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Charles II and James II (1660 - 1688)
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Charles II and James II (1660 - 1688)
'He is so ugly I am ashamed... but his size and fatness supply what he lacks in beauty!
Queen Henrietta Maria, on her two-year-old son Charles, later Charles II


CHARLES II (1660-85)
CHARLES GREW TO BE taller than most, dark-complexioned with sparkling eyes and a mass of curly hair. Just 12 when the Civil War began, his adventures as a fugitive after the Battle of Worcester (1651) passed into folklore. Restored to the throne in 1660, he returned from exile to a triumphant coronation and, on the whole, the Restoration was tolerant, with no great persecution of Cromwell's supporters. In 1662, the king married Catherine of Braganza, a Portuguese princess. There were no children of the marriage, but Charles had plenty of illegitimate offspring by his many mistresses.

Most capable of all the English Stuarts, Charles was astute enough to avoid political pitfalls, while enjoying court life to the full. He liked dogs, horse racing, yachts and actresses, but was also interested in science - the Greenwich Observatory and Royal Society were founded during his reign. Though Samuel Pepys might tut-tut over the 'sad, vicious and negligent Court', the Merry Monarch's reign saw the nation survive two major disasters: the Great Plague of 1665, in which more than 100,000 people died, and the Great Fire of London in 1666, which destroyed 13,000 homes in the city but miraculously killed not a single person.
Before he died, Charles was quietly accepted into the Roman Catholic faith. His brother James's more aggressive Catholicism plunged the country back into crisis.

Charles II and James II (1660 - 1688)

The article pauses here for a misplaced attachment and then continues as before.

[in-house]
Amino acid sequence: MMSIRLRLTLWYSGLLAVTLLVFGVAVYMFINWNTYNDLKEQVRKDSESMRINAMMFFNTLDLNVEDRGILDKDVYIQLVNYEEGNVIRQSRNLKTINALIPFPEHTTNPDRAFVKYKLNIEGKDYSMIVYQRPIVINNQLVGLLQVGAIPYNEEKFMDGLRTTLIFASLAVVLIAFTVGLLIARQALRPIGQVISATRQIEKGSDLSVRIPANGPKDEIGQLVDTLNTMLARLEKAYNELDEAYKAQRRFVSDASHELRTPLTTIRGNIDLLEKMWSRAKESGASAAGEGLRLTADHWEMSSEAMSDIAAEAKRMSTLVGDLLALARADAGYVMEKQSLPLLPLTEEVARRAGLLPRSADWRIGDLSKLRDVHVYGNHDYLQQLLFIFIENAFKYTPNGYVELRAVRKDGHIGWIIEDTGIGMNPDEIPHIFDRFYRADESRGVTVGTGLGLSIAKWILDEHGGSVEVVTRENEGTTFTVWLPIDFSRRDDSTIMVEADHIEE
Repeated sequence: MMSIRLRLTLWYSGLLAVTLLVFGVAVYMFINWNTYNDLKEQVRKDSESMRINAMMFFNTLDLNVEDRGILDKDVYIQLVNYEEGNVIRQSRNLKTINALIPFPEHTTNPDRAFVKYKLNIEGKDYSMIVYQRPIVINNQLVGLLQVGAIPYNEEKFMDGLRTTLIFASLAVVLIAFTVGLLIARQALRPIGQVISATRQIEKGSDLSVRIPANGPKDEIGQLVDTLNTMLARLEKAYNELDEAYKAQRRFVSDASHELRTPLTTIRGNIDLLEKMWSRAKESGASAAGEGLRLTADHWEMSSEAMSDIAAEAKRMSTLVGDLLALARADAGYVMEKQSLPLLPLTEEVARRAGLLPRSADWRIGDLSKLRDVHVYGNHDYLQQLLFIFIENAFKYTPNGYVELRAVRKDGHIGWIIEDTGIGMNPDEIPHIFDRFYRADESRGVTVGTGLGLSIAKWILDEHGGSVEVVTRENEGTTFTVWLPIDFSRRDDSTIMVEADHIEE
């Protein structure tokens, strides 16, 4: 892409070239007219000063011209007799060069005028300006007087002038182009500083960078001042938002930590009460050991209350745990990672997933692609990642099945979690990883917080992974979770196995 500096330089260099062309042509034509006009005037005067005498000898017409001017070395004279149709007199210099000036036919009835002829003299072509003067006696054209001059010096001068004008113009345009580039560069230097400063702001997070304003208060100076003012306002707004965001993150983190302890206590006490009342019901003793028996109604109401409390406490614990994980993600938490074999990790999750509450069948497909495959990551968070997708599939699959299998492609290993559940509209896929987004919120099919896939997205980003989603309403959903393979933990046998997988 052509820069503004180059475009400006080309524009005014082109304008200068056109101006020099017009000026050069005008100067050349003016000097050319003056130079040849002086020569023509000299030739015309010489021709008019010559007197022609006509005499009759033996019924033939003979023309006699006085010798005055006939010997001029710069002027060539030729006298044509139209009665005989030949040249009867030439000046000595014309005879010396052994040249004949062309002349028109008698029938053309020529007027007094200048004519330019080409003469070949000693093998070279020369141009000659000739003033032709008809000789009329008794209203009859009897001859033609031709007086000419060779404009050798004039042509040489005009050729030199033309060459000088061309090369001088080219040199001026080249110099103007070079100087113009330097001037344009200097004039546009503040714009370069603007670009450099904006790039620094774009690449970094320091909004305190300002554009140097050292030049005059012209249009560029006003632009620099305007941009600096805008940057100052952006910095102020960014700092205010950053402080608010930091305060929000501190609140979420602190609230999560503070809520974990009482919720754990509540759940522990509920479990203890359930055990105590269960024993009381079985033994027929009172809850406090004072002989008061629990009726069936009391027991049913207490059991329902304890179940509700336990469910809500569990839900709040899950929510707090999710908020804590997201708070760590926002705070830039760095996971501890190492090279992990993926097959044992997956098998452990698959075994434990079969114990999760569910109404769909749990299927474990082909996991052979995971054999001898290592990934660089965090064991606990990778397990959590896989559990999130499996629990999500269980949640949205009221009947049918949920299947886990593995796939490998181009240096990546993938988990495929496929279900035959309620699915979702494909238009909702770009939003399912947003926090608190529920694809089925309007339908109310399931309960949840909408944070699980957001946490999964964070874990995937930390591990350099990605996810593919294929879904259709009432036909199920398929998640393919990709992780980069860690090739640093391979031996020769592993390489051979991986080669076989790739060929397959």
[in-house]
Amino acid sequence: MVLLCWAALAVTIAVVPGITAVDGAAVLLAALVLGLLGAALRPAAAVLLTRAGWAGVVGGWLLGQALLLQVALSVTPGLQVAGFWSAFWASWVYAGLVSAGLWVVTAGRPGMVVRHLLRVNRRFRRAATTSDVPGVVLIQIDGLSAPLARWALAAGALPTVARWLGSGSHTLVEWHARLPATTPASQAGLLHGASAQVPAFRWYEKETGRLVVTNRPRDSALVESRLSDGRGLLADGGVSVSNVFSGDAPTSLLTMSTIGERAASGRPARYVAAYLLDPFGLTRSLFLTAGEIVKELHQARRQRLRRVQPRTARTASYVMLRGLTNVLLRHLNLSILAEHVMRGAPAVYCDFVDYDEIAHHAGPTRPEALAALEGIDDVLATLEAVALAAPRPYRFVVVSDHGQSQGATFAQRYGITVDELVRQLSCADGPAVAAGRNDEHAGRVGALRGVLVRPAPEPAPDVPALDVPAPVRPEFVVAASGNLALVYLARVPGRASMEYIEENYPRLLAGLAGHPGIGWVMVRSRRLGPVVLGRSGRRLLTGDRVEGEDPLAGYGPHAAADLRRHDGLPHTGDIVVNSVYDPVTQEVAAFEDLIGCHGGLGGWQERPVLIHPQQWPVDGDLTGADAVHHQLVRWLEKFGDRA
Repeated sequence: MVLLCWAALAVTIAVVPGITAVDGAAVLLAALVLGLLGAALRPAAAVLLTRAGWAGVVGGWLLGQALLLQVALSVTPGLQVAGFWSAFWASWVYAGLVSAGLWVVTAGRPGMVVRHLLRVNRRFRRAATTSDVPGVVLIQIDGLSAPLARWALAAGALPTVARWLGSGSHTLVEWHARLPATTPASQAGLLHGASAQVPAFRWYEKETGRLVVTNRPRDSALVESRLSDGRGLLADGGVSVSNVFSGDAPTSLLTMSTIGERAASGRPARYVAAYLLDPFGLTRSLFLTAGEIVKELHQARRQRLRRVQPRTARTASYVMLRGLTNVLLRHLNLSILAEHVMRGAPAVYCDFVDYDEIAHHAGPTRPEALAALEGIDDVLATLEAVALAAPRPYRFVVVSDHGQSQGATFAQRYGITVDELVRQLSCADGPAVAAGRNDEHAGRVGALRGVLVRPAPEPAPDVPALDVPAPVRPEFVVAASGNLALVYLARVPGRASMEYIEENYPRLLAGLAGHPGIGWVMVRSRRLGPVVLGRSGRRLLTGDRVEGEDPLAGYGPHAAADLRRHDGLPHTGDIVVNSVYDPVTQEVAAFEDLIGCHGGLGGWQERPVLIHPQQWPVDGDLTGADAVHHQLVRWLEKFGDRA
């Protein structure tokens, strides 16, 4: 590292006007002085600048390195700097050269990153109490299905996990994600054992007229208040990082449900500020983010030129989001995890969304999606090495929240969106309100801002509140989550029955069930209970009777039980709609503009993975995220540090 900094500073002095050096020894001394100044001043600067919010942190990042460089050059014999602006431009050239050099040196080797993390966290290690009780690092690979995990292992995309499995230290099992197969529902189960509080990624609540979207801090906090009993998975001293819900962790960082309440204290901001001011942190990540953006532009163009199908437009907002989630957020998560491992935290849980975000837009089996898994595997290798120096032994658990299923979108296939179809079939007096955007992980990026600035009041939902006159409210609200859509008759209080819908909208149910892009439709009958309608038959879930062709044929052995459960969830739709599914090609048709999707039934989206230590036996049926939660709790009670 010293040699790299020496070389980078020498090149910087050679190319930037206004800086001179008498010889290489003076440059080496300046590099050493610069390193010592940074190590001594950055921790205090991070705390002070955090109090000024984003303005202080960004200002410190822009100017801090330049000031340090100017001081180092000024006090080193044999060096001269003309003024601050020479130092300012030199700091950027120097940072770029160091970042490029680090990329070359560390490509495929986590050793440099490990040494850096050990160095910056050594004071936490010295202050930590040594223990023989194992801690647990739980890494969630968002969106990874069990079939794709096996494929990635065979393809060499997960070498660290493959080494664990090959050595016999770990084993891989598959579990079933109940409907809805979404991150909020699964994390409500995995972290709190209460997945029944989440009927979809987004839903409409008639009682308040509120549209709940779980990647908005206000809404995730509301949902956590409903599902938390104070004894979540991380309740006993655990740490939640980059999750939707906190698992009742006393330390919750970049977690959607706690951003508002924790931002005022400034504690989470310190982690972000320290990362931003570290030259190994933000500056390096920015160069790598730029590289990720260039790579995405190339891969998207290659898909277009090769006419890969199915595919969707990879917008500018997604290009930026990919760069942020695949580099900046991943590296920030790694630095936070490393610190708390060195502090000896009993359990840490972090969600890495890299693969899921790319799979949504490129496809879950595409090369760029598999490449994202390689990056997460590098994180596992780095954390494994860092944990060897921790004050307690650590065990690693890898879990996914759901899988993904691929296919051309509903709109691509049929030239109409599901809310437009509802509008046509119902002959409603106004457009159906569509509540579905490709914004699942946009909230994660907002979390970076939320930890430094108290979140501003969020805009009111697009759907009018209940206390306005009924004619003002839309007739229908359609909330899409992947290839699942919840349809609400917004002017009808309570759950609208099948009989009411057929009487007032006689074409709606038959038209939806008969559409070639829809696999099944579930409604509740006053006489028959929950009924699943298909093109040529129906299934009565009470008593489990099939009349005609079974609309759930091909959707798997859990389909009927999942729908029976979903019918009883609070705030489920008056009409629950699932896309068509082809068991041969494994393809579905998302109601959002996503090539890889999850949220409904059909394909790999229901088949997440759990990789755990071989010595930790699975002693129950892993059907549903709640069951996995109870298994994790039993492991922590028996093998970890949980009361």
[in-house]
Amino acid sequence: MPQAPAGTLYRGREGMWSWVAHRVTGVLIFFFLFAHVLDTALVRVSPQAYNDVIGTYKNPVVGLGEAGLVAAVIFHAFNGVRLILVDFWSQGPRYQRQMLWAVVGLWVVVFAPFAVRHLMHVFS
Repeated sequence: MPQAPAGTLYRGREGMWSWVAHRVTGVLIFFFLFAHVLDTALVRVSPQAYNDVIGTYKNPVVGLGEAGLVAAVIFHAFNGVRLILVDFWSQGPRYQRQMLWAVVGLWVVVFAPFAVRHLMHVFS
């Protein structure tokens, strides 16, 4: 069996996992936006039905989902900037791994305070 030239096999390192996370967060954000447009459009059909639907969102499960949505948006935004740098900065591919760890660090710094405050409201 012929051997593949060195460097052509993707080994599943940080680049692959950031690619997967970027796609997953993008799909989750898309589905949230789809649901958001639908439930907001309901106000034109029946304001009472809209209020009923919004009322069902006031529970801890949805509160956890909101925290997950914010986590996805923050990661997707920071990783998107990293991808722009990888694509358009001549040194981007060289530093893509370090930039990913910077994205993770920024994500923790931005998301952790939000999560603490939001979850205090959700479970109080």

JAMES II (1685-88)
Three years younger than his brother, James had escaped to Holland during the Civil War in 1648, dressed as a girl. A brave soldier who served with the French and Spanish armies, he was given command of the English navy by King Charles II.

Bravery was not enough, for 'Dismal Jimmy' was humourless and stubborn to a fault. His first marriage, to Anne Hyde, produced two daughters - Mary and Anne -who were raised as Protestants though James became openly Catholic. His second marriage (1673) to the Catholic princess Mary of Modena was unpopular and Parliament tried to bar James from the throne.

Soon after he became king in 1685, rebellions by the Duke of Argyll in Scotland and in England by the Duke of Monmouth (son of Charles II) fizzled out; the repression that followed was counter-productive.

Fears of a new Catholic dynasty were raised by the birth in June 1688 of a son to James's queen. Messages went to the king's Protestant son-in-law, William of Orange, offering him the throne and William duly landed with an army on 15 November. James hurriedly sent his wife and son abroad. After a futile attempt to bargain, he fled but was caught, returned to London and was then allowed to sail for France. In 1689, James landed with an army in Ireland, but his hopes ended in defeat at the Battle of the Boyne (1 July 1690). He died in exile in 1701.

'He was perpetually in one amour or the other, without being very nice in his choice!
Gilbert Burnet, Bishop of Salisbury, on James II


THE GREAT FIRE
2 September 1666. 'Jane called us up about three in the morning, to tell us of a great fire they saw in the City Thus the diarist Samuel Pepys first learned of the Great Fire of London. The day was one of confusion, people rushing to fling their belongings into boats on the Thames, or staying in their houses until the last minute before fleeing. Pepys ended the day in a little alehouse, from where '... it being darkish, we saw the fire as only one entire arch of fire from this to the other side of the bridge [London Bridge],' and he wept to see 'the churches, houses, and all on fire.'


'AN EXACT KNOWER OF MANKIND'
This was one description of Charles II. In this regal portrait, some may see the cynicism that such knowledge imparted.

Charles II and James II (1660 - 1688)


JAMES IN EXILE
Painted in France after James II"s humiliating departure from England, this portrait shows a man who knows he has thrown away a kingdom.

Charles II and James II (1660 - 1688)



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